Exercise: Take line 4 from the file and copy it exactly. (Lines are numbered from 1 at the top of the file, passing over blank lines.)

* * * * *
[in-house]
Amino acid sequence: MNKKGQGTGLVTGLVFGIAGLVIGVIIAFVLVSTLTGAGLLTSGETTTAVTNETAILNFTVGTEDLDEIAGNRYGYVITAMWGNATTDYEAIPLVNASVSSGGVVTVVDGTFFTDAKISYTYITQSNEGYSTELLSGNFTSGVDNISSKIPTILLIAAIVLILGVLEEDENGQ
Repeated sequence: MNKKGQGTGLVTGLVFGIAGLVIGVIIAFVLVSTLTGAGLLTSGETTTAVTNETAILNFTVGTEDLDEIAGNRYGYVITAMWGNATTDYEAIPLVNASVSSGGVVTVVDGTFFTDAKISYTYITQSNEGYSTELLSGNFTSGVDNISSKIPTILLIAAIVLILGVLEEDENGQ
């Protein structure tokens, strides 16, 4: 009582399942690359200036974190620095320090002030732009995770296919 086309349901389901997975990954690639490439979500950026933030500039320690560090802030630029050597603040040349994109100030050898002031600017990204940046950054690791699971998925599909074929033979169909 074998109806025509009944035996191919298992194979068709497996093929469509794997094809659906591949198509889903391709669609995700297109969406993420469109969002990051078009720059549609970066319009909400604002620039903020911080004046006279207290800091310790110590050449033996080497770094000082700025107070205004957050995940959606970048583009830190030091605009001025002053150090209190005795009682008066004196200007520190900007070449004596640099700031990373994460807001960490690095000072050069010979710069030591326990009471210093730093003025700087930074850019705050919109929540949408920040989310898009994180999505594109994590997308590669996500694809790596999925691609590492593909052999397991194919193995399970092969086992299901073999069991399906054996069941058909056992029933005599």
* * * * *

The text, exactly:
């Protein structure tokens, strides 16, 4: 009582399942690359200036974190620095320090002030732009995770296919 086309349901389901997975990954690639490439979500950026933030500039320690560090802030630029050597603040040349994109100030050898002031600017990204940046950054690791699971998925599909074929033979169909 074998109806025509009944035996191919298992194979068709497996093929469509794997094809659906591949198509889903391709669609995700297109969406993420469109969002990051078009720059549609970066319009909400604002620039903020911080004046006279207290800091310790110590050449033996080497770094000082700025107070205004957050995940959606970048583009830190030091605009001025002053150090209190005795009682008066004196200007520190900007070449004596640099700031990373994460807001960490690095000072050069010979710069030591326990009471210093730093003025700087930074850019705050919109929540949408920040989310898009994180999505594109994590997308590669996500694809790596999925691609590492593909052999397991194919193995399970092969086992299901073999069991399906054996069941058909056992029933005599």